Background Juvenile idiopathic arthritis (JIA) is a chronic inflammatory disease that often persists into adulthood. In addition to disability and poorer quality of life, JIA is associated with increased long-term morbidity and mortality. The long-term risk of comorbidities in JIA patients is uncertain and guidance on risk assessment is not currently available.
Objectives To determine the frequency of comorbid conditions in adult JIA patients.
Methods Patients with JIA transferred from the biologic registry BIKER to the follow-up (FU) registry JuMBO were included in this analysis. All comorbidities, except for serious infections, prospectively recorded by physicians to BiKeR or JuMBO were considered. Comorbidity rates among the various JIA categories were assessed. The Medical Dictionary for Regulatory Activities (MedDRA) was used for disorder coding. Differences in the occurence of comorbidities between JIA categories were analyzed by multinomial logistic regression.
Results A total of 1,022 young adults (67% female) with JIA and a mean FU of 7.8 (SD=3.5) years (ys) were included in this analysis. The patients' mean age was 22.5 ys (SD=3.7), and disease duration was 12.9 ys (SD=5.9) at the last FU. The majority were classified as polyarticular JIA (36.4%) at BiKeR enrollment. Patients had received a mean of 2.9 (SD=1.3) DMARDs, 77% were ever treated with biologics.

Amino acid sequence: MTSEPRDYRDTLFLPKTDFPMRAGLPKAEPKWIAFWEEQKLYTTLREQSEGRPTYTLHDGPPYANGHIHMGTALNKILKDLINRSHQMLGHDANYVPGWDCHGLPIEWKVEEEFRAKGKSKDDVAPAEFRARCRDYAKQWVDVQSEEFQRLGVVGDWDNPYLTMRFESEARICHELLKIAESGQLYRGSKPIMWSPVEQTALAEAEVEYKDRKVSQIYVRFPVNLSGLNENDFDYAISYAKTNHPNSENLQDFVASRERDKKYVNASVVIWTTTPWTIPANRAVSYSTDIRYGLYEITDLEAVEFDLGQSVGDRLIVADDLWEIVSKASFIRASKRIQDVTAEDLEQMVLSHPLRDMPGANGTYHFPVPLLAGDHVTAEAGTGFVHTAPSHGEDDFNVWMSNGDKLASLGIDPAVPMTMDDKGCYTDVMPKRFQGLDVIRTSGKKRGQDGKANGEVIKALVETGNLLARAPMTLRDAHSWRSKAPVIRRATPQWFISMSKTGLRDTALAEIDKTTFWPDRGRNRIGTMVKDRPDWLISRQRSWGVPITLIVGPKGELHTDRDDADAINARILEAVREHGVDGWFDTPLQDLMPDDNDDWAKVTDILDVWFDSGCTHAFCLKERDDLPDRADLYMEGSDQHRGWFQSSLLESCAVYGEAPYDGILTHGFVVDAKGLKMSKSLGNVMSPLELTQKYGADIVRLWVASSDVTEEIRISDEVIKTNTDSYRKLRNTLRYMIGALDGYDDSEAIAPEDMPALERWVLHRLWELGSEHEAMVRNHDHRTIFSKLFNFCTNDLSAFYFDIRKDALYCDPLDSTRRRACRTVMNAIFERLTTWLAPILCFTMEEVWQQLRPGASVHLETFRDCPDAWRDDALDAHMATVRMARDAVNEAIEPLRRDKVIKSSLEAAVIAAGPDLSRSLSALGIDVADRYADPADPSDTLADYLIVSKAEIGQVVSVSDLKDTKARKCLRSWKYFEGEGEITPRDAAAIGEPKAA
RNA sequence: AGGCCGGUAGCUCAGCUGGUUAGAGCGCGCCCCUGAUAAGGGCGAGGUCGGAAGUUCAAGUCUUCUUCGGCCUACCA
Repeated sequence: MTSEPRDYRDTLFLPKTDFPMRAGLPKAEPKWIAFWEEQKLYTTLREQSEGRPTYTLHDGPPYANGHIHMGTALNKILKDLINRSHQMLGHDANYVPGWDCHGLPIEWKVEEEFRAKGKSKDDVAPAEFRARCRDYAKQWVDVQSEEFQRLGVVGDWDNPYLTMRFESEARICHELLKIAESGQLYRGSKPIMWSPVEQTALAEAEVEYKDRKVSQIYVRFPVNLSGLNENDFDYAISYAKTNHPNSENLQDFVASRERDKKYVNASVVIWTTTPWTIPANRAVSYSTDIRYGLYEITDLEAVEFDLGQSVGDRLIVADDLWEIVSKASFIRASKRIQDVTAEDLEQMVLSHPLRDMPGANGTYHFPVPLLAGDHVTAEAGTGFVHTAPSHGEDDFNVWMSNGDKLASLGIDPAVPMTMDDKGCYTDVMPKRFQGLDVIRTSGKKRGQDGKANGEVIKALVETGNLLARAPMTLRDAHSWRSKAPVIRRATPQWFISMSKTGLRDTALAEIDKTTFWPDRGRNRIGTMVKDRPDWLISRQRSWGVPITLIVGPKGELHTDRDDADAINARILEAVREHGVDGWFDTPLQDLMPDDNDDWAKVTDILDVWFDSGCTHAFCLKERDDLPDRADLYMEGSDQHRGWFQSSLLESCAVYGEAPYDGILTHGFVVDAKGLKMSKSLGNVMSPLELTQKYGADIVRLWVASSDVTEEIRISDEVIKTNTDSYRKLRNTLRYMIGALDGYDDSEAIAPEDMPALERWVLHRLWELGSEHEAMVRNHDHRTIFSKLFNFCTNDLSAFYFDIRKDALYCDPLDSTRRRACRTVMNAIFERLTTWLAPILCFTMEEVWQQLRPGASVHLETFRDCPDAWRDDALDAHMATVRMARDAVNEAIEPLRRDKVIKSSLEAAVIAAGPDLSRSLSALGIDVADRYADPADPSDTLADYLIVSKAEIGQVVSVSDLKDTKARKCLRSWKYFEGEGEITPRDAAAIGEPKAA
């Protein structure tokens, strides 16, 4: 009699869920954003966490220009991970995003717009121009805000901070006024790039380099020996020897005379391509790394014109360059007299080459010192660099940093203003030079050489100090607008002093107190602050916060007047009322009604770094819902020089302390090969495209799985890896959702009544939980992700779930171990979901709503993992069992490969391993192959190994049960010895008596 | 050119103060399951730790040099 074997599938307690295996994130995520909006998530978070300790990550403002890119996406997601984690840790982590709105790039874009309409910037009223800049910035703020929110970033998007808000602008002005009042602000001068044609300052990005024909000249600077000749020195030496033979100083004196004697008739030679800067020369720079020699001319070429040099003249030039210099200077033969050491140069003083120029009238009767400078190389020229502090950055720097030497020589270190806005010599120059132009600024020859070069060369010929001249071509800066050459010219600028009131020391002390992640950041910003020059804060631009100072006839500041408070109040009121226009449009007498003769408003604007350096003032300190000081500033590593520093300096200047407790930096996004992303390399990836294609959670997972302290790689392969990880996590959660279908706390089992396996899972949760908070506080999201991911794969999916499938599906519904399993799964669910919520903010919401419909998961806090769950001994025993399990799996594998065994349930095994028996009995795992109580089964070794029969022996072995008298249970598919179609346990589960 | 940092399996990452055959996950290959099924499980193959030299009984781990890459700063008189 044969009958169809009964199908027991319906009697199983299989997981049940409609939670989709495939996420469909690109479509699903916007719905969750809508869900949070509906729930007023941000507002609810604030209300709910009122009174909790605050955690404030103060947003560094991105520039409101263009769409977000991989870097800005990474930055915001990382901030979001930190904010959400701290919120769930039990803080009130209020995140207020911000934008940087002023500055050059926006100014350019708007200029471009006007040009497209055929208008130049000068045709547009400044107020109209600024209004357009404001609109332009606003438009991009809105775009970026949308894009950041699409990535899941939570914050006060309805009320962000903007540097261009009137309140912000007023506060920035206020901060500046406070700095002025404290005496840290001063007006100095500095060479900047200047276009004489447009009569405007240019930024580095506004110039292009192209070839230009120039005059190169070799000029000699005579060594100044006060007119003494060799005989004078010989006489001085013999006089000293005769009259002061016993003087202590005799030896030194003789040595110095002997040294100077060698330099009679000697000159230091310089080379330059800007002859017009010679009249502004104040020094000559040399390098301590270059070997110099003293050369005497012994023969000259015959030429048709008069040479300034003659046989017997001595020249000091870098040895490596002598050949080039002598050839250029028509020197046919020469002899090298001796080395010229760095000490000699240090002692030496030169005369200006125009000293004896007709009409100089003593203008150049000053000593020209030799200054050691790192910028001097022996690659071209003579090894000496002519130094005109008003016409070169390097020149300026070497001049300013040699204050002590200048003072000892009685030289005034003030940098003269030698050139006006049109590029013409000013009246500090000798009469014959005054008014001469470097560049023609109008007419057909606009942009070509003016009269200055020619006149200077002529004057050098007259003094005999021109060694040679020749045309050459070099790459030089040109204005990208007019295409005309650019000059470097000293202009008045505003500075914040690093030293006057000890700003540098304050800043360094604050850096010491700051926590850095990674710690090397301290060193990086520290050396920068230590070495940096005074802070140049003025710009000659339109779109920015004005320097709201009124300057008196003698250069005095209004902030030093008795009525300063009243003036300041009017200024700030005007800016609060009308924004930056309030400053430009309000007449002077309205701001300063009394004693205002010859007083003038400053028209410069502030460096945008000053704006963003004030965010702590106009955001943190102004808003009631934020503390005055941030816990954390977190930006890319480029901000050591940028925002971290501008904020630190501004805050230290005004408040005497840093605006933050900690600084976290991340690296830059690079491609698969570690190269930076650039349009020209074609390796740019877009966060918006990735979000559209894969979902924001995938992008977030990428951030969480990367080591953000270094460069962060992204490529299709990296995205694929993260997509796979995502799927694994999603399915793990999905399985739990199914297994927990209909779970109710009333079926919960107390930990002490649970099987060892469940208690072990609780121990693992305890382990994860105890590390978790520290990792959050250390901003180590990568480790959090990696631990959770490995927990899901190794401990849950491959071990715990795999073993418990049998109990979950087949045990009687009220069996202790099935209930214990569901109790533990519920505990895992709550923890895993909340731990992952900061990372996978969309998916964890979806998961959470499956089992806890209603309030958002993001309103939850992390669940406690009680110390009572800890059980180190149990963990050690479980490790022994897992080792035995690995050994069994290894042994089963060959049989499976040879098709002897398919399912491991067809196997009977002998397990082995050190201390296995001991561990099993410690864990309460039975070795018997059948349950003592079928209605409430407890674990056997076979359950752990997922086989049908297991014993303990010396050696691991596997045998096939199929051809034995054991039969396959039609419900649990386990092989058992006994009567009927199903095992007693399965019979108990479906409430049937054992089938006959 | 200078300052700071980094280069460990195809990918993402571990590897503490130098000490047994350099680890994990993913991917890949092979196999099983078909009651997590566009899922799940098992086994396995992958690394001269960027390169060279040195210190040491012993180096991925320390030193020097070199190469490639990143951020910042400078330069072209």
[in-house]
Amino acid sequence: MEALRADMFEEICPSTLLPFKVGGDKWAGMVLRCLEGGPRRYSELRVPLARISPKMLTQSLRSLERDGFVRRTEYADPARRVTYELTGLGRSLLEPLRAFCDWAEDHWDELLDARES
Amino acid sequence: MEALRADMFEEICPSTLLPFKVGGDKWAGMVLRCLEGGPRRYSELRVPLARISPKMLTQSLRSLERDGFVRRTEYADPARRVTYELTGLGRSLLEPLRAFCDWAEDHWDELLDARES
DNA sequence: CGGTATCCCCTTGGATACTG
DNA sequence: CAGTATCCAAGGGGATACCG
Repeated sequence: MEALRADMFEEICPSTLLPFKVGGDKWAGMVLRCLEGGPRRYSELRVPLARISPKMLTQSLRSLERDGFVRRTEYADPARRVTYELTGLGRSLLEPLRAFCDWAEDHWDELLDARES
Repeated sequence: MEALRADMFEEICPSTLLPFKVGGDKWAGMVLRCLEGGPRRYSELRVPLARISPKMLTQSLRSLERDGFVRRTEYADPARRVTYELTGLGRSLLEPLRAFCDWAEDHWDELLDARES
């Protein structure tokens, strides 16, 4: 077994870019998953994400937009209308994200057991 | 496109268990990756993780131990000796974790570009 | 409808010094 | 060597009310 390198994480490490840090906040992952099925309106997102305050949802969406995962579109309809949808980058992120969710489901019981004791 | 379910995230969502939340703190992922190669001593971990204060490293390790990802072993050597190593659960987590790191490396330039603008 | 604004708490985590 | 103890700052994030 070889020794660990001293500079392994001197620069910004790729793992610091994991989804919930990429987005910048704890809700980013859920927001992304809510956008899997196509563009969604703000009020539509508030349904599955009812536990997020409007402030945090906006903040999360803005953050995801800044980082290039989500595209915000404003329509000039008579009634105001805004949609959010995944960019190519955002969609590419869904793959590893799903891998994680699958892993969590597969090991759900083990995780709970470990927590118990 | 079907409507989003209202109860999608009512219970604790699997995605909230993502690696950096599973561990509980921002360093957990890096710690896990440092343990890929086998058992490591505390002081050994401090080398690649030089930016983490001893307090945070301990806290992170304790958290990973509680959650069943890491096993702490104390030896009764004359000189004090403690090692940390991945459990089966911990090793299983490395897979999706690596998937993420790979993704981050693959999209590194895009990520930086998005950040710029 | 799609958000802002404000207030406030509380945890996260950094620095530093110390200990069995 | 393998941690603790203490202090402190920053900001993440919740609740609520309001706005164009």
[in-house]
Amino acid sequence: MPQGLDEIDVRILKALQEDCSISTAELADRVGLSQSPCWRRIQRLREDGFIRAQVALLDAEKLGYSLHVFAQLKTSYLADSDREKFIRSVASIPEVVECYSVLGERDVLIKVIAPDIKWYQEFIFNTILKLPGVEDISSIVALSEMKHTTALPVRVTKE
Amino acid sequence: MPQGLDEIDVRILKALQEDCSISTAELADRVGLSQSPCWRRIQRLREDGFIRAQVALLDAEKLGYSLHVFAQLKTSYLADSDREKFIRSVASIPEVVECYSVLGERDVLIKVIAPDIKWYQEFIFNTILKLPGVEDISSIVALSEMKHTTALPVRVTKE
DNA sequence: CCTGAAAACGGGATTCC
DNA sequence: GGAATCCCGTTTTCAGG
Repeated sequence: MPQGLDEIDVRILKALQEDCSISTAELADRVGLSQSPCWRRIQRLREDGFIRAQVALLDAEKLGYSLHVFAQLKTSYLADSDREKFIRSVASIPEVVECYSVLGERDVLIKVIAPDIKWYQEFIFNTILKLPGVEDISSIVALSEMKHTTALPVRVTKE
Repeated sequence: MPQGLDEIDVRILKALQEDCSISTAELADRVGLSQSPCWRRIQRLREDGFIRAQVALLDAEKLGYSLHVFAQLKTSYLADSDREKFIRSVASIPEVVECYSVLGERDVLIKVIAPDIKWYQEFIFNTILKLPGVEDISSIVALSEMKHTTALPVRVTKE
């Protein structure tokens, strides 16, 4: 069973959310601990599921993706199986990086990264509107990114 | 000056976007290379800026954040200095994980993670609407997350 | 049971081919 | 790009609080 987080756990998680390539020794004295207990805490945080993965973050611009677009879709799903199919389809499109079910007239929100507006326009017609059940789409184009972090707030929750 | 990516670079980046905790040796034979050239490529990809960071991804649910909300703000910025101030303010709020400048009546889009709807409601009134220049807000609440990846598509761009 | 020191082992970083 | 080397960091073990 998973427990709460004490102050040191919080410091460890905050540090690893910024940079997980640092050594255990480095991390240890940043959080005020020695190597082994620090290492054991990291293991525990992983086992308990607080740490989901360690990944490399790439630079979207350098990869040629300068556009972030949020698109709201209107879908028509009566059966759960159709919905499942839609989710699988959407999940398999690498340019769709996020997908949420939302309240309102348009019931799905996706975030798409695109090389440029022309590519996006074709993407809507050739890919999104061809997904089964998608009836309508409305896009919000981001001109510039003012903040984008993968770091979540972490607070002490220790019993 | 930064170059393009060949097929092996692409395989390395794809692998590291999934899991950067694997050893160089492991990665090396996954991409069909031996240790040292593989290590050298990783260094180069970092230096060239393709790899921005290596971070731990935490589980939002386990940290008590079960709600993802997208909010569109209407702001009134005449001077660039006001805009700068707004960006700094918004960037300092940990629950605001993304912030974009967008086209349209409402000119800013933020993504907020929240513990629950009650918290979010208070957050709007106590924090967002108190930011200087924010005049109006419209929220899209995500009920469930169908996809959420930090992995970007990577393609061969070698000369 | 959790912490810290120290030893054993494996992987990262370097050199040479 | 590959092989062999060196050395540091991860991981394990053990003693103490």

Comorbidities were reported for more than half of the patients (54%), 24.5% of the conditions were stated for the first time in adult age. Eye disorders were the most common comorbid condition group (15.1%), followed by skin and subcutaneous tissue disorders (9.3%), and psychiatric disorders (5.5%). The most frequently reported single diseases were uveitis in 14.4%, chronic secondary pain syndrome in 4.4%, hypertension in 3.6%, and psoriasis in 3.3%. In addition, inflammatory bowel diseases were reported in 2.5% of cases, other immune-mediated disorders, namely autoimmune thyroiditis in 2.5%, type1 diabetes in 0.7% and celiac disease in 0.3%, depression in 2.3%, anxiety in 0.3%, osteoporosis in 1.6%, and amyloidosis in 0.4%. Among the reported comorbidities, there was one case with a cerebrovascular accident, but none with ischemic heart disease, heart failure or diverticulitis. The rate of comorbid condition accrued in the various JIA categories (table 1) differed significantly, with the highest rate in patients with extended oligoarthritis.
Conclusions Young adults with JIA have a high rate of comorbidity overall, with extraarticular JIA manifestations being the most frequently reported comorbid conditions. Comorbidity rates vary among the various JIA categories. Patients with systemic JIA have the highest rate of cardiovascular risk factors and osteoporosis, while patients with extended OA have the highest rate of uveitis. An underreporting or unawareness of comorbidities by rheumatologists is possible, guidance on risk assessment in adults with JIA is needed.
Acknowledgements The authors thank all rheumatologists for contributing patients to the JuMBO registry. BiKeR is funded by unconditional grants from Abbvie, Germany, Novartis, Germany, and Roche, Germany, JuMBO by unconditional grants from Abbvie, Pfizer, and Roche.
Disclosure of Interest K. Minden Speakers bureau: Pfizer, Roche, Pharm-Allergan, N. Betenstehl: None declared, J. Klotsche: None declared, E. Seipelt: None declared, S. Tatsis: None declared, I. Foeldvari: None declared, G. Ganser: None declared, G. Horneff Speakers bureau: Abbvie, Pfizer, Roche, Novartis, MSD